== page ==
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How big data is shaping TV

An omni-present and truly disruptive trend of the last few years, and continuing into 2018, is Big Data. Gaining momentum in almost every industry, the importance of big data for TV is also undisputable. But before we dive into how big data is shaping the future of television, we need to frame what we mean by Big Data.

According to SAS, “big data is a term that describes the large volume of data – both structured and unstructured – that inundates a business on a day-to-day basis. But it’s not the amount of data that’s important. It’s what organizations do with the data that matters. Big data can be analysed for insights that lead to better decisions and strategic business moves.”

So, companies are collecting large amounts of data, and using it to make strategic business decisions. One of the first companies to harness this was Tesco with their Clubcard scheme launched in 1995 which was a staggering 23 years ago which gave them unparalleled insight into who their shoppers were and what they bought and when. This revolutionised their ability to cater for their customers and maximse their profits. Whether they held onto this competitive advantage is less clear. But what does this insight look like for the world of TV? Netflix first demonstrated the power of data when the American TV series House of Cards made its début on the 1st of February 2013. The Netflix production became an immediate hit, recording a 9 out of 10 rating and more than 275,000 reviews. Feedback then classic broadcasting did not and still doesn’t provide. The instant success and popularity was possible because the streaming platform collects and analyses all the data on its viewers. Broken down, Netflix recorded what genres its customers prefer, which actors and directors were most popular, and engineered the perfect show according to our tastes. The link above describes how in more detail, but in other words, data inspired creation.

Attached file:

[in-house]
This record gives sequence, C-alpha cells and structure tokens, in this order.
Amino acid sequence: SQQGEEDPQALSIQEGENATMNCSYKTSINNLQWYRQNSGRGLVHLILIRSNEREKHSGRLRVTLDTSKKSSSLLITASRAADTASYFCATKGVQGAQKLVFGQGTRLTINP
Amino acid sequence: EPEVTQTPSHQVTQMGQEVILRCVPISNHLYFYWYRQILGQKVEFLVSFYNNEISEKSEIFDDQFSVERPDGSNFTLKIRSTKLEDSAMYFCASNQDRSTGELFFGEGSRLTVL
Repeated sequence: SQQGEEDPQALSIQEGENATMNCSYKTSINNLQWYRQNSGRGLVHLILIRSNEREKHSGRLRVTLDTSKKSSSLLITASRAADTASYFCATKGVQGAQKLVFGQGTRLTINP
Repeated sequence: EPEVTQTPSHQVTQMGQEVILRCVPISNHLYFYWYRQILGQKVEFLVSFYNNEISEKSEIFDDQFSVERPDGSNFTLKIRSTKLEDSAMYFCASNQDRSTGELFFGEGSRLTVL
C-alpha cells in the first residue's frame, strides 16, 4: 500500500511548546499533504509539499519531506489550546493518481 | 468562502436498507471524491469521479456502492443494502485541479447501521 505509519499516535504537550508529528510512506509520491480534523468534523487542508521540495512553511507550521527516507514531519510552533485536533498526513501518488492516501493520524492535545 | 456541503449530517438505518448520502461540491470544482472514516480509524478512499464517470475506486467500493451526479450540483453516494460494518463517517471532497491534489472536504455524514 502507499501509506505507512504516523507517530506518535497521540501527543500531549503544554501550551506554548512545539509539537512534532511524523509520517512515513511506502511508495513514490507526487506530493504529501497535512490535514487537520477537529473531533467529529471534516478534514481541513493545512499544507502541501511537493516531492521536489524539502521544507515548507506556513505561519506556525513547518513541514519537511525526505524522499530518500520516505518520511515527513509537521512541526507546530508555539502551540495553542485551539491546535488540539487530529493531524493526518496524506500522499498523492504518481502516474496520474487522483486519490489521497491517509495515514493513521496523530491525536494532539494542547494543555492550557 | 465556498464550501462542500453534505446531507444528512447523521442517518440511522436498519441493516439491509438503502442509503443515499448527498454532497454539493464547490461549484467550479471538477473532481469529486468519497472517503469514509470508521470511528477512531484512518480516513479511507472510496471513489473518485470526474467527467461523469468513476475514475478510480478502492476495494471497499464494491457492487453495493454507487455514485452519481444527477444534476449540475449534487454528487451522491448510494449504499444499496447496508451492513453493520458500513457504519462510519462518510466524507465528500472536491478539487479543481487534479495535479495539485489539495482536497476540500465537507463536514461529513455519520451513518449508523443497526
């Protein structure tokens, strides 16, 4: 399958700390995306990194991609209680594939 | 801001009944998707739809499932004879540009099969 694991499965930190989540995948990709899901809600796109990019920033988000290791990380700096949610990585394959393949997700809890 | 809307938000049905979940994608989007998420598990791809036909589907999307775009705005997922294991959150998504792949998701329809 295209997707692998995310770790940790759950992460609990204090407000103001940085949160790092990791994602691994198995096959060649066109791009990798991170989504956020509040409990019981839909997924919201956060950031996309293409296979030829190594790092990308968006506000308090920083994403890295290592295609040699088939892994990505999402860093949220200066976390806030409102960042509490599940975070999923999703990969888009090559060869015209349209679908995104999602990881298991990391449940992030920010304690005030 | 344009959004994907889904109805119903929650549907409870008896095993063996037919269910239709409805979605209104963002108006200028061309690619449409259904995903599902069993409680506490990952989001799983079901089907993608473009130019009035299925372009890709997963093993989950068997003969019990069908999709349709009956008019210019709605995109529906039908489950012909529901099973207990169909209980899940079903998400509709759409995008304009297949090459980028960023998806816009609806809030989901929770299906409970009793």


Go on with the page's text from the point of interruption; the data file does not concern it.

So how does Netflix use analytics?

Currently the streaming platform has around 117 million customers. Having this many users allows the collection of a tremendous amount of data. The information that Netflix collects is as detailed as:

  • When you pause, rewind, or fast forward

  • What day you watch content (Netflix has found people watch TV shows during the week and movies during the weekend.)

  • The date you watch

  • What time you watch content

  • Where you watch (zip code)

  • What device you use to watch (Do you like to use your tablet for TV shows and your Roku for movies? Do people access the Just for Kids feature more on their iPads, etc.?)

  • When you leave content (and if you ever come back)

  • The ratings given (about 4 million per day)

  • Searches (about 3 million per day)

  • Browsing and scrolling behaviour

  • Netflix also looks at data within movies. They take various “screenshots” to look at “in the moment” characteristics. Netflix has confirmed they know when the credits start rolling, but there’s far more to it than just that. Some have figured these characteristics may be the volume, colours, and scenery that help Netflix find out what users like.